Caspian Sea Oil: Politics and Pipelines
Political problems, huge investments confront major oil discovery
by David Johnson
Oil drilling stations like the one above will transport newly discovered oil from the Caspian Sea. (Source: Arttoday.com)
WHILE THE DISCOVERY of significant new oil fields in the Caspian Sea near Kazakhstan is good news for a petroleum-thirsty world, getting that oil to international markets will require overcoming enormous obstacles since it must travel by pipeline through one of the most politically volatile areas of the world.
In May 2000, oil industry officials reported sizable oil deposits in an area known as East Kashagan, in the Caspian Sea off the Kazakhstan coast. Initial estimates indicate the oil field could be huge, containing as much as 50 billion barrels, but more likely 20 billion barrels, of crude oil. But even the 20 billion estimate would make the Kashagan discovery enormous, and increase known crude oil reserves in the world by about two percent.
By comparison, the United States has known reserves of 21 billion barrels, while the North Sea field contains about 16 billion barrels.
|Top Oil Reserves|
|Country||Oil Reserves |
(billions of barrels)
|United Arab Emirates||97.8|
The discovery also catapults impoverished nation of Kazakhstan, formerly part of the Soviet Union, onto the list of potential major oil producers. Previously, it was estimated that Kazakhstan had reserves of between five and seven billion barrels of crude oil.The Pipeline Problem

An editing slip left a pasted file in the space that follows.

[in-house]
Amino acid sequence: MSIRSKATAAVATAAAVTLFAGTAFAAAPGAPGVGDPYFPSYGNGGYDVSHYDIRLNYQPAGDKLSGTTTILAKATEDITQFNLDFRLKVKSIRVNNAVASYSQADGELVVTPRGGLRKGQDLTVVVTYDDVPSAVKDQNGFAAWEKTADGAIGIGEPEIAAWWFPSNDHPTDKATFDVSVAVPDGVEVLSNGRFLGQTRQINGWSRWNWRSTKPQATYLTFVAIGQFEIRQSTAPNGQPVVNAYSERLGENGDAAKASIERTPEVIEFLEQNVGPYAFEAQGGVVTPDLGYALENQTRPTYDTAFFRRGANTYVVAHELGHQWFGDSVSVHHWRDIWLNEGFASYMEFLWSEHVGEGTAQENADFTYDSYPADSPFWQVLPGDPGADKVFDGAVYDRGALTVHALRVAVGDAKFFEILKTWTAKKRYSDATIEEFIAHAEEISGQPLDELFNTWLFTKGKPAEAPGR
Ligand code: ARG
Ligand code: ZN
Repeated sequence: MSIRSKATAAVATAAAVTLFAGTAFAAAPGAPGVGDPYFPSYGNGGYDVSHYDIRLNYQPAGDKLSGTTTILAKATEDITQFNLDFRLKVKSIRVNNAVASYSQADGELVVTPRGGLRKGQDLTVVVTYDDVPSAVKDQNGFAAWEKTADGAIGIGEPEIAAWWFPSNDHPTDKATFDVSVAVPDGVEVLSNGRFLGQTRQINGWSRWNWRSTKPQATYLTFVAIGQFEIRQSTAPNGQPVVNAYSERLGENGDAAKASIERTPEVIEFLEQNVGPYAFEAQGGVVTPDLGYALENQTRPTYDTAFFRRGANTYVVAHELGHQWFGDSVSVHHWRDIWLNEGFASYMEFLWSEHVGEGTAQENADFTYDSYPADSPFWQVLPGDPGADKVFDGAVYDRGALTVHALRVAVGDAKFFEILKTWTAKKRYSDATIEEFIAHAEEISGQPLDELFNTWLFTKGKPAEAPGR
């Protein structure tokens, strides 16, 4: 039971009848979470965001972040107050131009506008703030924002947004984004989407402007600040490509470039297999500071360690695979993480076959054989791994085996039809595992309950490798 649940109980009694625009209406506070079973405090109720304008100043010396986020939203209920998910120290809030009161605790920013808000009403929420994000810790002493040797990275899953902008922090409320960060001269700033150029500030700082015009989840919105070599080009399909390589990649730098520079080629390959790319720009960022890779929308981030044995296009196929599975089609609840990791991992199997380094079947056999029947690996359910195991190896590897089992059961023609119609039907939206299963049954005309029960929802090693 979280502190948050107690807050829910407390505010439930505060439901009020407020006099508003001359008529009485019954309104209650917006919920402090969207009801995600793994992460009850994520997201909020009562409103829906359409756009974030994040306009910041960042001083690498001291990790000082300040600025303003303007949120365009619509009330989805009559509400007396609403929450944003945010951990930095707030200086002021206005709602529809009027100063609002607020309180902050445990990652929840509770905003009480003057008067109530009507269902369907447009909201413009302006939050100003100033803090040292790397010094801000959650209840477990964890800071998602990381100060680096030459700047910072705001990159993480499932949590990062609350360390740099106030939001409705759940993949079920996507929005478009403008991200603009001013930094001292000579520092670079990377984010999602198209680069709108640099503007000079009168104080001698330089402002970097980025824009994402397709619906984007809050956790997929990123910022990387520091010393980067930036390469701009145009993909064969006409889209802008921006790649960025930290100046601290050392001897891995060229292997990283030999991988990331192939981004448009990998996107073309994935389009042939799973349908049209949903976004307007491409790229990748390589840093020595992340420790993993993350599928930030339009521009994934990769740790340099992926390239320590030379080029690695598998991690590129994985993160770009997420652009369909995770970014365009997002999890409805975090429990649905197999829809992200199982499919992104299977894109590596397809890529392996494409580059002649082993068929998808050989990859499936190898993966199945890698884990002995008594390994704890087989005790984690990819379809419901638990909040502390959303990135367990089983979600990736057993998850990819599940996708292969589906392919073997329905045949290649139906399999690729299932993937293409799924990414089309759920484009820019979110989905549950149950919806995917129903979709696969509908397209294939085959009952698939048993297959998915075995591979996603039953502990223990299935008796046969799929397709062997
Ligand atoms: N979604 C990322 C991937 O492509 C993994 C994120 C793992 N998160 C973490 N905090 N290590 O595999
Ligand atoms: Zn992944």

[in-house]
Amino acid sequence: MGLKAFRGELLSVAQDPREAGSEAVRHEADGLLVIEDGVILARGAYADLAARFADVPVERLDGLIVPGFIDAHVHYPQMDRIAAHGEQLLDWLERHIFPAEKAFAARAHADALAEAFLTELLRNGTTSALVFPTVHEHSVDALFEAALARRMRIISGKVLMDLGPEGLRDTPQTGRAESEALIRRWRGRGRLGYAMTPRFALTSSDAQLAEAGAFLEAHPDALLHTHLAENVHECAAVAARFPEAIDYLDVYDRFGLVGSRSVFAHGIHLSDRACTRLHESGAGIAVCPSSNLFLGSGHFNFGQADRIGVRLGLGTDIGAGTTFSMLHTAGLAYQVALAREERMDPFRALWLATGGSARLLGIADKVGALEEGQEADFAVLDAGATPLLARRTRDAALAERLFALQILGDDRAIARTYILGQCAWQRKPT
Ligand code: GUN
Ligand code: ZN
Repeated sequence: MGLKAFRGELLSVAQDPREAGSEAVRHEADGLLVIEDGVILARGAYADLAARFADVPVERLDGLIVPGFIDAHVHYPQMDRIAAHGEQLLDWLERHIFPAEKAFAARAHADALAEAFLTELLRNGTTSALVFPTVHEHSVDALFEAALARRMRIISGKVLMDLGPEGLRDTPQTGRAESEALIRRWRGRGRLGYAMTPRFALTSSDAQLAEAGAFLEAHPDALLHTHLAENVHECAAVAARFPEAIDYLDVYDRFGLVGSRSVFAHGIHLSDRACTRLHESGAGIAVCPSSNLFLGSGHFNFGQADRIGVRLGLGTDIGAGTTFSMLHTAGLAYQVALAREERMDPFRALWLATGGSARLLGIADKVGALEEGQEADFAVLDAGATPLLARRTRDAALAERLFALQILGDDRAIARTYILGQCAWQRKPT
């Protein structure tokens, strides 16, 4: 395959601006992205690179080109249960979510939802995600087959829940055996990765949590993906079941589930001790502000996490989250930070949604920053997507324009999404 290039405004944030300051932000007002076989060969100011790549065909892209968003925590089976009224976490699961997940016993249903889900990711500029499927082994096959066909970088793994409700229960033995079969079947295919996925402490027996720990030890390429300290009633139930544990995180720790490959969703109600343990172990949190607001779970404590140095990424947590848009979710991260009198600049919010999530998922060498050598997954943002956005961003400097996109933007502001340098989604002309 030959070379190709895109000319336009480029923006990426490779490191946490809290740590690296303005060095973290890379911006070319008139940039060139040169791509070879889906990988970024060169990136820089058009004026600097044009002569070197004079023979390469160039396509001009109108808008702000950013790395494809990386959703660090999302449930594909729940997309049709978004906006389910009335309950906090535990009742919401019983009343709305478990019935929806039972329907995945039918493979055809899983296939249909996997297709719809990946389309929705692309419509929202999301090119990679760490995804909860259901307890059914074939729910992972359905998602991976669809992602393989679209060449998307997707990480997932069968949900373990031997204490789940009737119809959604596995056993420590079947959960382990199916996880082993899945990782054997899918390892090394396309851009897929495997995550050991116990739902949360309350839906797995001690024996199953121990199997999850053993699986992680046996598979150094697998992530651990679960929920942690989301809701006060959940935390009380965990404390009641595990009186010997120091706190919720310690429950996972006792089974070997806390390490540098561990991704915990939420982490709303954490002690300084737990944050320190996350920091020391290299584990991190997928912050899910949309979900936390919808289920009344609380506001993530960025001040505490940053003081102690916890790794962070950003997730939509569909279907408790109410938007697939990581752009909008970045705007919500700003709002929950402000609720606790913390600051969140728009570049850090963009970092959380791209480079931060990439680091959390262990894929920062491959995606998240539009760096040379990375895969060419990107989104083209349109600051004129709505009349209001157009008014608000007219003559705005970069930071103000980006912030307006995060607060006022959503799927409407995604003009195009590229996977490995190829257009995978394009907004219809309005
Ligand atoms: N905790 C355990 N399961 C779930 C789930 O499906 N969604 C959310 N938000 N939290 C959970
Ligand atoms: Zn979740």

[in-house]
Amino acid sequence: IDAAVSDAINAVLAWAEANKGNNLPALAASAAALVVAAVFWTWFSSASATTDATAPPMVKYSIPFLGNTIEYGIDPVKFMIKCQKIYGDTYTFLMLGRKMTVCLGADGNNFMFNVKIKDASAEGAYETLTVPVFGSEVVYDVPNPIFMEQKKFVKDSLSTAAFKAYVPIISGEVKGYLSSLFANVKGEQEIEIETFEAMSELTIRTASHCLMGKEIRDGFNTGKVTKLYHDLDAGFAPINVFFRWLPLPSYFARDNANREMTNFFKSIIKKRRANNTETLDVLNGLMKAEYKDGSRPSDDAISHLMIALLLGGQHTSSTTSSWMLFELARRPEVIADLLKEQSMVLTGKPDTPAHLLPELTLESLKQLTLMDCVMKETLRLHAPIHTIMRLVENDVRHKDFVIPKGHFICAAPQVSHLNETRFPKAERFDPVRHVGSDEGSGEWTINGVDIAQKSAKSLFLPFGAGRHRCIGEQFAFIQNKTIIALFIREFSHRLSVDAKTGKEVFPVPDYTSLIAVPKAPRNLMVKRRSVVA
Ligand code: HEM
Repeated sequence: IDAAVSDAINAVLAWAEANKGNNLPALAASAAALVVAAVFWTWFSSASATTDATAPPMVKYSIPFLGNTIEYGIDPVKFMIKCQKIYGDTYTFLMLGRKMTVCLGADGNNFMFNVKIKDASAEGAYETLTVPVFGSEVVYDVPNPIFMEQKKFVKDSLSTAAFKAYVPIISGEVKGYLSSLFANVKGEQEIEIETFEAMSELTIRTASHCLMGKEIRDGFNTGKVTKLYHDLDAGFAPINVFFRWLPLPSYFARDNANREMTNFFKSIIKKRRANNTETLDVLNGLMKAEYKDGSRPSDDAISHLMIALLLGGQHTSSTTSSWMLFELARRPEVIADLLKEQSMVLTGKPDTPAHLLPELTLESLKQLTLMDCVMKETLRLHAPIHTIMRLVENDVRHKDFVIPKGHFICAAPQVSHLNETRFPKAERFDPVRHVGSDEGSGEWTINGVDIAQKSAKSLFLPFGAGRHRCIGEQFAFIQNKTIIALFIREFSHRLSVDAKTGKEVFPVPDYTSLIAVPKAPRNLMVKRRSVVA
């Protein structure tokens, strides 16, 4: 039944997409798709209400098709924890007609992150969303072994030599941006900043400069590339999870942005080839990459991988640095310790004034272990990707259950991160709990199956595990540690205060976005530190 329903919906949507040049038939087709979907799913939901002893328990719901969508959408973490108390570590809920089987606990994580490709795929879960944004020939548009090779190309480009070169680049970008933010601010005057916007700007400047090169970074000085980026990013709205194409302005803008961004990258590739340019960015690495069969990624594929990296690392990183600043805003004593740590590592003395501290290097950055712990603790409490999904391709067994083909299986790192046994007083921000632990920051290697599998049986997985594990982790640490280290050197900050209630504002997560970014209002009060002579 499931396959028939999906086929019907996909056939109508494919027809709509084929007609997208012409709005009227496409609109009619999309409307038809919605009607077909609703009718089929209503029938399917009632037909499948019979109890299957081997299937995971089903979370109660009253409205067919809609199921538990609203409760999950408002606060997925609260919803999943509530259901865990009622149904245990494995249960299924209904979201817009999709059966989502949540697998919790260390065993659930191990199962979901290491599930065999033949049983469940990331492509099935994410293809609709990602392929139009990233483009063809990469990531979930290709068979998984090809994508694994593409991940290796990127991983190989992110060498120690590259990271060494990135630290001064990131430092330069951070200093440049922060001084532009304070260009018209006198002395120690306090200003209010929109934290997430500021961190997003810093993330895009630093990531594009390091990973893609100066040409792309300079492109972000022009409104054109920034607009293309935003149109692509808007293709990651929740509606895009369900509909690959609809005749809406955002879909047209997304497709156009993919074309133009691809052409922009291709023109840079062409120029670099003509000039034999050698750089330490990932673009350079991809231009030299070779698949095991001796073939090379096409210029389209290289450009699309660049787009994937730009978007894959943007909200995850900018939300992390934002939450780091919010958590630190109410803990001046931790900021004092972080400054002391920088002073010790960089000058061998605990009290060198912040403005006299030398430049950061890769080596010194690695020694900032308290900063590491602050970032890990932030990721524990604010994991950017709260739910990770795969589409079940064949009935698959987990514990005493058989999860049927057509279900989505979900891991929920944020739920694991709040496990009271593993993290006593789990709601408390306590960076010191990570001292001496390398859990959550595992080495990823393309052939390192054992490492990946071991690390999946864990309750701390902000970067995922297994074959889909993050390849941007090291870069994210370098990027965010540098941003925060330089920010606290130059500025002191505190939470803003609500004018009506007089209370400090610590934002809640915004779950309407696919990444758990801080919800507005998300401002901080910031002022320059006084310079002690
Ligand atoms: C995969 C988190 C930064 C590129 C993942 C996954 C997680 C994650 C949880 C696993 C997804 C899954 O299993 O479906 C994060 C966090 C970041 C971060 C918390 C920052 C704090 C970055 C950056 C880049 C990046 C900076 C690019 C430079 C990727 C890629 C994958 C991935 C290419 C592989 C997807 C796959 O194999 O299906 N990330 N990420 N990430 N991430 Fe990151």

Because the Caspian Sea is landlocked, oil and natural gas must be transported by pipeline to a terminal on the open sea, where it would be pumped into tankers and shipped to customers.
Such projects also face huge obstacles. Long distances over often inhospitable mountain and desert terrain, prone to earthquakes, and vulnerable to attack, would make pipeline construction and operation more difficult.
But politics, not nature, poses the greatest hurdle.
Analysts say that all five countries bordering the Caspian—Iran, Turkmenistan, Kazakhstan, Russia, and Azerbaijan—must be satisfied in order for an oil production deal to last.A Troubled Region
Possible pipelines face problems in every direction.
• Iran: U.S. law forbids economic cooperation with Iran, making it off-limits for any American-sponsored pipelines. Plus, some observers have questioned how much Iran, a major oil producer itself, would want to help competing oil reach the market.
• Azerbaijan: Although it is presently the largest oil producer in the Caspian and has reserves estimated at more than one billion barrels, American companies cannot provide economic or technological assistance to Azerbaijan as long as it maintains an embargo on neighboring Armenia. The embargo was imposed following the Armenian invasion of Azerbaijan's predominantly Armenian enclave of Nagorno Karabakh in the early 1990s. Although a cease-fire has been in effect since 1994, that dispute has yet to be resolved.
• The Caucasus: There has been heavy fighting in recent years as Moscow has battled rebels in Chechnya, Dagestan, and North Ossetia. Georgia has fought secessionists in Abkhazia and South Ossetia.
• Central Asia: While the civil war in Tajikistan officially ended in 1997, fighting between the government and rebels occasionally erupts. Uzbekistan has recently battled Islamic rebels based in neighboring Kyrgyzstan. Some fighting continues in Afghanistan, now largely controlled by the Islamic fundamentalist Taliban regime. There have been fears that continued instability in Afghanistan could spread into Pakistan or other nations.
• Turkey: The government has apparently won its war on Kurdish separatists, at least for now. The potential for instability in southeastern Turkey remains as long as the Kurdish question remains unsettled.